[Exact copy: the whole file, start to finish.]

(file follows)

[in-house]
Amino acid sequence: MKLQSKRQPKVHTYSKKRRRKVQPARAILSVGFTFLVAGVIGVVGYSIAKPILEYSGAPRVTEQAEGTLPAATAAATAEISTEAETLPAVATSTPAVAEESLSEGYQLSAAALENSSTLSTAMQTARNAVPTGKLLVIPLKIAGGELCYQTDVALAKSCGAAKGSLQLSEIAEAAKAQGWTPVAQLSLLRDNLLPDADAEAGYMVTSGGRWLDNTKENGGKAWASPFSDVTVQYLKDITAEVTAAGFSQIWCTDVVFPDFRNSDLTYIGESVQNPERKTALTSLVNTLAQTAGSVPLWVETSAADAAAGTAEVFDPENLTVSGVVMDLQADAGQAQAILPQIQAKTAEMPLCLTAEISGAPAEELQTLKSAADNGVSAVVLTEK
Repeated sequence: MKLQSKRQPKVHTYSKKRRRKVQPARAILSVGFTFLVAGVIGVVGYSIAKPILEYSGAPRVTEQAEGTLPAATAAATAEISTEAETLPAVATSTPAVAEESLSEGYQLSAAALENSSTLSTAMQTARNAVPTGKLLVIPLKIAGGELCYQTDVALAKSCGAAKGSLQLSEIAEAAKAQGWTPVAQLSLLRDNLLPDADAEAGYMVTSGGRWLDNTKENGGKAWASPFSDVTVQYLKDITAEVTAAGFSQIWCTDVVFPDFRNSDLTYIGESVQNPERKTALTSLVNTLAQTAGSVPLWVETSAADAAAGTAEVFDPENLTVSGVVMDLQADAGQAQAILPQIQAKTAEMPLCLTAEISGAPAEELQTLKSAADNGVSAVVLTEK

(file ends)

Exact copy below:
[in-house]
Amino acid sequence: MKLQSKRQPKVHTYSKKRRRKVQPARAILSVGFTFLVAGVIGVVGYSIAKPILEYSGAPRVTEQAEGTLPAATAAATAEISTEAETLPAVATSTPAVAEESLSEGYQLSAAALENSSTLSTAMQTARNAVPTGKLLVIPLKIAGGELCYQTDVALAKSCGAAKGSLQLSEIAEAAKAQGWTPVAQLSLLRDNLLPDADAEAGYMVTSGGRWLDNTKENGGKAWASPFSDVTVQYLKDITAEVTAAGFSQIWCTDVVFPDFRNSDLTYIGESVQNPERKTALTSLVNTLAQTAGSVPLWVETSAADAAAGTAEVFDPENLTVSGVVMDLQADAGQAQAILPQIQAKTAEMPLCLTAEISGAPAEELQTLKSAADNGVSAVVLTEK
Repeated sequence: MKLQSKRQPKVHTYSKKRRRKVQPARAILSVGFTFLVAGVIGVVGYSIAKPILEYSGAPRVTEQAEGTLPAATAAATAEISTEAETLPAVATSTPAVAEESLSEGYQLSAAALENSSTLSTAMQTARNAVPTGKLLVIPLKIAGGELCYQTDVALAKSCGAAKGSLQLSEIAEAAKAQGWTPVAQLSLLRDNLLPDADAEAGYMVTSGGRWLDNTKENGGKAWASPFSDVTVQYLKDITAEVTAAGFSQIWCTDVVFPDFRNSDLTYIGESVQNPERKTALTSLVNTLAQTAGSVPLWVETSAADAAAGTAEVFDPENLTVSGVVMDLQADAGQAQAILPQIQAKTAEMPLCLTAEISGAPAEELQTLKSAADNGVSAVVLTEK